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In HAL's Footsteps

Real progress is being made in developing IT systems that do a better job of monitoring, analyzing, and fixing problems without human intervention

The film "2001" gained cinematic notoriety with the introduction of a self-aware, independent-thinking, murderous computer named HAL that became a sci-fi icon. In the movie's namesake year, IBM engineers launched an effort to develop technology to help computers monitor, diagnose, and heal their own problems.

IBM isn't trying to create a real-life HAL, but it does want to make computers smart enough to heal themselves. The promise of autonomic computing--systems that function automatically, much like reflexive bodily functions such as breathing, without external intervention--still remains formative. Developing these sorts of capabilities often requires multiple vendors to work together toward a long-term vision to build networkwide capabilities, sometimes piece by piece.

"We realize that autonomic computing isn't about building any one specific product," says Alan Ganek, chief technical officer and VP of the autonomic computing software group in IBM's Tivoli software unit. "It's about making all products exhibit these behaviors to the extent they can, and then integrating them to work more cohesively with others."

Several server, software, and services vendors are making the creation of intelligent systems and the equipment and software to go with them the underpinning of their enterprise-management development programs. So far, most have stopped short of creating full-fledged autonomic platforms. Companies like Hewlett-Packard, Sun Microsystems, EDS, and most recently Cisco Systems have created platform-level programs intended to simplify management across the enterprise.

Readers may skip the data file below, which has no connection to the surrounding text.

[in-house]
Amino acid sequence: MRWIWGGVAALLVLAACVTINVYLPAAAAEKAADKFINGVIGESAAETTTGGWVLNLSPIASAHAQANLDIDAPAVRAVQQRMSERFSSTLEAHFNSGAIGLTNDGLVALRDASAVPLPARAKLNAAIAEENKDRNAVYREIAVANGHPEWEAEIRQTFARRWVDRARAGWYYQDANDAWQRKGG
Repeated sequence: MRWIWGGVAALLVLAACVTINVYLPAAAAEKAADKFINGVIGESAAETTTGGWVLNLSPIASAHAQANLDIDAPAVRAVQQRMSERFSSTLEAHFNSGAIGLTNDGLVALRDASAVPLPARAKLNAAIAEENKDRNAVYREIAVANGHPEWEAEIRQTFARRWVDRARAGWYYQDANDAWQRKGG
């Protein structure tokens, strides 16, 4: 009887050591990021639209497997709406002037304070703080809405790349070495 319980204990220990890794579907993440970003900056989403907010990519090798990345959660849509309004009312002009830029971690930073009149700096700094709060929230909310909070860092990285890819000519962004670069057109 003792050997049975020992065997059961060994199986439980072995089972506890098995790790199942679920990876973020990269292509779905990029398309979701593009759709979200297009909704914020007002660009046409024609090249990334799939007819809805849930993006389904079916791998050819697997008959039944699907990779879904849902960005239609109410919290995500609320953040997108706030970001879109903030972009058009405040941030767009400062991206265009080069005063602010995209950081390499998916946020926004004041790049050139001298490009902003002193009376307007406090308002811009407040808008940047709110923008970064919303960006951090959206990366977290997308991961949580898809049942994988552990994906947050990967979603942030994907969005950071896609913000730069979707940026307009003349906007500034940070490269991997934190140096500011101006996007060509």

Many companies are avoiding the term autonomic computing, which IBM has promoted. But they aim to improve system management with emerging technologies such as virtualization.

"Autonomic computing is an interesting long-term vision, but it's so far out that it's really hard to argue with," says Shane Robison, executive VP and chief strategy and technology officer at HP. "We're more interested in the interim steps leading up to a vision where the focus is on service-oriented architectures and grid computing."

The autonomic-computer effort grew out of advancements that produced ever-faster chips and lower-priced networks, giving businesses increasingly powerful IT infrastructures. But the complexity that was created by combining new technology with legacy hardware and software systems meant escalating costs and management challenges. "We were heading for a crisis, and a business' ability to absorb new technology would be lessened if we didn't address the issue head-on," Ganek says.

The challenge of managing an expanding and complex infrastructure was eating into many IT managers' budgets. They went from splitting their funds between new technology and managing and maintaining existing systems as recently as five years ago, to spending as much as 90% on merely keeping systems running.

Alleviating that complexity required tying together hardware, software, and networks, Ganek says. Finding approaches to creating autonomic features within and across those elements involved small steps and the integration of efforts from multiple parties. "We're not talking about magic here but about taking a very pragmatic and evolutionary approach," he says.

For IBM, that included establishing its autonomic-computing initiative at the corporate level, allowing it to tap into resources across the company, including hardware, software, and services. Working within the Organization for the Advancement of Structured Information Standards, known as Oasis, IBM and about 60 other technology vendors have been creating standard components that can be used in software and hardware to describe functions such as event management. These components can be processed and analyzed automatically, allowing businesses to isolate and complete problem-deter- mination cycles in about half the normal time, Ganek says.

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